Claiming that Pakistan "neither wants, nor is engaged in an arms race with India", Sharif said, "We have consistently urged the conclusion of bilateral arms control and disarmament measures between Pakistan and India to prevent conflict and avoid wasteful military expenditures."
"The international community ignores the danger of rising tensions in South Asia, at its own peril," the Pakistan Prime Minister said.
He said Pakistan is "committed to the establishment of strategic stability in the region" but "we cannot ignore our neighbor’s unprecedented arms build up and will take whatever measures are necessary to maintain credible deterrence."
Sharif, while speaking about the unrest in Kashmir, said, "We demand the immediate release of all Kashmiri political prisoners; an end to the curfew; freedom for the Kashmiris to demonstrate peacefully; urgent medical help for the injured; abrogation of India’s draconian ‘laws’; and removal of the foreign travel ban on Kashmiri leaders."
To this end, he said, "steps should be taken by the United Nations to de-militarize Jammu and Kashmir and undertake consultations with India, Pakistan and the true representatives of the Kashmiri people to implement the resolutions of the Security Council."
In this context, Sharif said he welcomes "the offer of good offices by Secretary General Ban Ki-moon."
India has always maintained that Kashmir is a bilateral issue and not third party, including the UN, has any role.
"We will also open consultations with members of the Security Council to explore the modalities for implementation of the Security Council resolutions on Kashmir," Sharif said.
He claimed that Pakistan is the "principal victim of terrorism including that supported, sponsored and financed from abroad" and has the resolve of eliminating the scourge.
"Our comprehensive strategy of law enforcement and targeted military operations has produced remarkable results and enabled Pakistan to turn the tide against terrorism," he said.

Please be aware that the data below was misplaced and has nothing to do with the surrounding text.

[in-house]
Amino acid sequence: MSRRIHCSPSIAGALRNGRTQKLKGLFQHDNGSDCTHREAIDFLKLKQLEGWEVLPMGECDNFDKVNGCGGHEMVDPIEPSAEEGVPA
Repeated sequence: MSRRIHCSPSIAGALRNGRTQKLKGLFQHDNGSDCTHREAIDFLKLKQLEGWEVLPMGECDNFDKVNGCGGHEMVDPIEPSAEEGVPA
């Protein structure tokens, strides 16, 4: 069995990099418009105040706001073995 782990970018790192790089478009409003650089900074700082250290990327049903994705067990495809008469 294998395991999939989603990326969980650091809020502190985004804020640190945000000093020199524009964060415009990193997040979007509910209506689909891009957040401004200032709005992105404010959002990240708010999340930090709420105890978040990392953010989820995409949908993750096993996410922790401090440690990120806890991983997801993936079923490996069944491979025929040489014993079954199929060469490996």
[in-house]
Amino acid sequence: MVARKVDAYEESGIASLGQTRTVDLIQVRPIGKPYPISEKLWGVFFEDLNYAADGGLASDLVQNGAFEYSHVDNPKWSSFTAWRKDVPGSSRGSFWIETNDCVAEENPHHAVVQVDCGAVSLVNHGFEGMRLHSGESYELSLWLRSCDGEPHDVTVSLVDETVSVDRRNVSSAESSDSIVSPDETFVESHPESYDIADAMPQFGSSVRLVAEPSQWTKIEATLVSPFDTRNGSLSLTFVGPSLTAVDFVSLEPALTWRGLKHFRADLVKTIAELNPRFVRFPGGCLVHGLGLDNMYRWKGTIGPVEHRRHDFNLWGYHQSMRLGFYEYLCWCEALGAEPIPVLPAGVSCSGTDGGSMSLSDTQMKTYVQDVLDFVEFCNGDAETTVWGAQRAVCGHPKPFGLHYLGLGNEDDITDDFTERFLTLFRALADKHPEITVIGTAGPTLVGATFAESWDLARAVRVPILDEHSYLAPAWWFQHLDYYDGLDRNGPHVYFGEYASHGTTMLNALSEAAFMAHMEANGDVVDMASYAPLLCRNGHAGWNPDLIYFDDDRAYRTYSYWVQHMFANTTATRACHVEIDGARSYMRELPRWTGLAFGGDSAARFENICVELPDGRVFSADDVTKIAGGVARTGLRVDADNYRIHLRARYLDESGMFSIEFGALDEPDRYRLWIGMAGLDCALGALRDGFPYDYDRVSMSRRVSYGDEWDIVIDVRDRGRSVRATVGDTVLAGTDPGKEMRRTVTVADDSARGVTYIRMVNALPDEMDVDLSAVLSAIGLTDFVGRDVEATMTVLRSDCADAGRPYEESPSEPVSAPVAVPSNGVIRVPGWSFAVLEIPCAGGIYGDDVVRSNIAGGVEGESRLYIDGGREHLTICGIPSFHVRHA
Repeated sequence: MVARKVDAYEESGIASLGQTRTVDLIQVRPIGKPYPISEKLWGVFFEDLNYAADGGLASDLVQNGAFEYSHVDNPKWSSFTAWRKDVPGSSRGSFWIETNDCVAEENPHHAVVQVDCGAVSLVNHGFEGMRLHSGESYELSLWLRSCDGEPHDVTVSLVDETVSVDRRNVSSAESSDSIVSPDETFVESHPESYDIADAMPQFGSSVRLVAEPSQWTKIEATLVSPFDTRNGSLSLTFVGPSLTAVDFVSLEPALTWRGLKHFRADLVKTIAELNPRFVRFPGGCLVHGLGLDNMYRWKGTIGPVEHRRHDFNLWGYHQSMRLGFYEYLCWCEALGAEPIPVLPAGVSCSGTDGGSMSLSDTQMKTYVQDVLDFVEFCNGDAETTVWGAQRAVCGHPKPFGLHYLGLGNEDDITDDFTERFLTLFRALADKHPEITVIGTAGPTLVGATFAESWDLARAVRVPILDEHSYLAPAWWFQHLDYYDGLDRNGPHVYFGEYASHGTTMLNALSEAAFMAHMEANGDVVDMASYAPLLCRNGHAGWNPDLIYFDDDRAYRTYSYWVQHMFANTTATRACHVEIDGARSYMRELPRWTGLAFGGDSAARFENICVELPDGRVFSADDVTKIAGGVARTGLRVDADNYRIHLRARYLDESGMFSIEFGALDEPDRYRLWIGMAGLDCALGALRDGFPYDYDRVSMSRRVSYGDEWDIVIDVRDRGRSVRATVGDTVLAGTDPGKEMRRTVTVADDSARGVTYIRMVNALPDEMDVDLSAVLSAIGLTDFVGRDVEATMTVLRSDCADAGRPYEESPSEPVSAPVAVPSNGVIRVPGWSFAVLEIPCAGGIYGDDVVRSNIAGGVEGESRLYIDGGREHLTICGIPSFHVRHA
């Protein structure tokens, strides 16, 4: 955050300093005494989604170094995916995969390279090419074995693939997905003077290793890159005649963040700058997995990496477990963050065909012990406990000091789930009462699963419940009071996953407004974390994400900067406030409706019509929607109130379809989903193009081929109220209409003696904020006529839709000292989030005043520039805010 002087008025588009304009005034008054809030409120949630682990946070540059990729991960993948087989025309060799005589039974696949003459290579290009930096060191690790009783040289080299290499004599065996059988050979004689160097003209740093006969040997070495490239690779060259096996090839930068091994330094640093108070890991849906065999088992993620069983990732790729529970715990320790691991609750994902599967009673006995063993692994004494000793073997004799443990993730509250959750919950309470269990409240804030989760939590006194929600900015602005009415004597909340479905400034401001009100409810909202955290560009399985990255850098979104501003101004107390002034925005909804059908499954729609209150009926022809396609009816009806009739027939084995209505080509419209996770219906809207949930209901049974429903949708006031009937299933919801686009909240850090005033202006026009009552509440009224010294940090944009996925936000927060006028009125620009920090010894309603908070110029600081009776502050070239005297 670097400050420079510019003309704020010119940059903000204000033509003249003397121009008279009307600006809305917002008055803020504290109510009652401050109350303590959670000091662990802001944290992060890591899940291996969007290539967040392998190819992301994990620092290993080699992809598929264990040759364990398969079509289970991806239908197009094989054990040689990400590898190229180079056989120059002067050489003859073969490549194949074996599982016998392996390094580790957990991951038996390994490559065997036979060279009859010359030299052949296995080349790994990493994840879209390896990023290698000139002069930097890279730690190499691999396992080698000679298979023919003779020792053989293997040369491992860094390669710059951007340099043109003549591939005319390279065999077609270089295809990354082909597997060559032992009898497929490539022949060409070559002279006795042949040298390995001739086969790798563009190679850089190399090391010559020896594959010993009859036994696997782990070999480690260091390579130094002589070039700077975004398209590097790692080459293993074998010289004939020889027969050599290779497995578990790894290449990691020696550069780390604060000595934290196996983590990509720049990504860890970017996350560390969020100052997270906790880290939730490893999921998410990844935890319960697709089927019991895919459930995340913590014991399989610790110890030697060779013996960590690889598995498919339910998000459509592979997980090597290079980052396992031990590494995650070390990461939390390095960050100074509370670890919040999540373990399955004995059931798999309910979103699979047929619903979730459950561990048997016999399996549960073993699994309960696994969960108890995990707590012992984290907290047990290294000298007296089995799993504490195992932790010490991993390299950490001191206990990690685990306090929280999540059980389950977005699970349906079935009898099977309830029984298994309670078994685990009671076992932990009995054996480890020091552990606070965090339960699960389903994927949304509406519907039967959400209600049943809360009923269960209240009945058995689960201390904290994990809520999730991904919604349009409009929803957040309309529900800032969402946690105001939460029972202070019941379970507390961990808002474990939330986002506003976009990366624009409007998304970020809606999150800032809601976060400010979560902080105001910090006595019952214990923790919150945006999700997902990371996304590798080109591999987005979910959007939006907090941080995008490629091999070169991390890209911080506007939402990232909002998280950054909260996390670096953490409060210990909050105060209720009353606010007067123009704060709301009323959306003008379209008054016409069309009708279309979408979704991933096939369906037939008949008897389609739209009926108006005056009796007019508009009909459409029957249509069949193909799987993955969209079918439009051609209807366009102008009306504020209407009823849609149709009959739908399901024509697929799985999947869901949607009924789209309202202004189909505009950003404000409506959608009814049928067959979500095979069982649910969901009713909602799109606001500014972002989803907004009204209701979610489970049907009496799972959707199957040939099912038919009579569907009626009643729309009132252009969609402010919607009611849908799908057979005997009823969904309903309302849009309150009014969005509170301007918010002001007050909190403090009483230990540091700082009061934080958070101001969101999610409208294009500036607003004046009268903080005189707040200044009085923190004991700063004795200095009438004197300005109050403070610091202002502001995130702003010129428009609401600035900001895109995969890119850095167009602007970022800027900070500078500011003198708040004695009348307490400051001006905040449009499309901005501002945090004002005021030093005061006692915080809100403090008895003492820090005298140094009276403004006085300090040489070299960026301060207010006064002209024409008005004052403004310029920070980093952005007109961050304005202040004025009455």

Sharif also made a pitch for Pakistan's membership of the Nuclear Suppliers' Group, claiming that it is a "responsible" nuclear weapon state.
"As a responsible nuclear weapon state, Pakistan will continue to cooperate with all international efforts that seek to promote fair and equitable solutions to disarmament and non-proliferation challenges," he said.
"We have introduced ‘state of the art’ measures to strengthen the safety and security of our nuclear materials and facilities. We have adopted a comprehensive export control regime that is fully consistent with international standards," the Pakistan Prime Minister said.
"Judged on the basis of objective criteria, and without discrimination, Pakistan is fully eligible for membership of the Nuclear Suppliers' Group," he said.
Sharif also talked about Afghanistan, which earlier alleged that "merciless" terror attacks against its civilians are being planned and organised in Pakistan which trains, equips and finances terror groups like Taliban and Haqqani network.
He said Pakistan has been "facilitating the process of reconciliation in Afghanistan" but "progress will be assured only when the Afghan parties themselves conclude that there is no military solution to the Afghan war."